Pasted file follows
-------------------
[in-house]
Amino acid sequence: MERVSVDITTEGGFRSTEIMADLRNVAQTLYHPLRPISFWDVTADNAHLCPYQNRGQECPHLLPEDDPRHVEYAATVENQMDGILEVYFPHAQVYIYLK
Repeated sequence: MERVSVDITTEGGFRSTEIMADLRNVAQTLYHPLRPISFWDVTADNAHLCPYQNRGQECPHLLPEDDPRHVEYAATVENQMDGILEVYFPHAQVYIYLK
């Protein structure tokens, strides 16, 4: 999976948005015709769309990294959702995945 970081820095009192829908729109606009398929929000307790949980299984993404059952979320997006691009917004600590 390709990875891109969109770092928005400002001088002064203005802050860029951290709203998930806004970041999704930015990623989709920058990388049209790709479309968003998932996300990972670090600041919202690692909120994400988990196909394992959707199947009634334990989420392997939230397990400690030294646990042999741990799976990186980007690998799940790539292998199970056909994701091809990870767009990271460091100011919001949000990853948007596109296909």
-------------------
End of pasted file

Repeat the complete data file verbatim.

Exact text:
[in-house]
Amino acid sequence: MERVSVDITTEGGFRSTEIMADLRNVAQTLYHPLRPISFWDVTADNAHLCPYQNRGQECPHLLPEDDPRHVEYAATVENQMDGILEVYFPHAQVYIYLK
Repeated sequence: MERVSVDITTEGGFRSTEIMADLRNVAQTLYHPLRPISFWDVTADNAHLCPYQNRGQECPHLLPEDDPRHVEYAATVENQMDGILEVYFPHAQVYIYLK
């Protein structure tokens, strides 16, 4: 999976948005015709769309990294959702995945 970081820095009192829908729109606009398929929000307790949980299984993404059952979320997006691009917004600590 390709990875891109969109770092928005400002001088002064203005802050860029951290709203998930806004970041999704930015990623989709920058990388049209790709479309968003998932996300990972670090600041919202690692909120994400988990196909394992959707199947009634334990989420392997939230397990400690030294646990042999741990799976990186980007690998799940790539292998199970056909994701091809990870767009990271460091100011919001949000990853948007596109296909």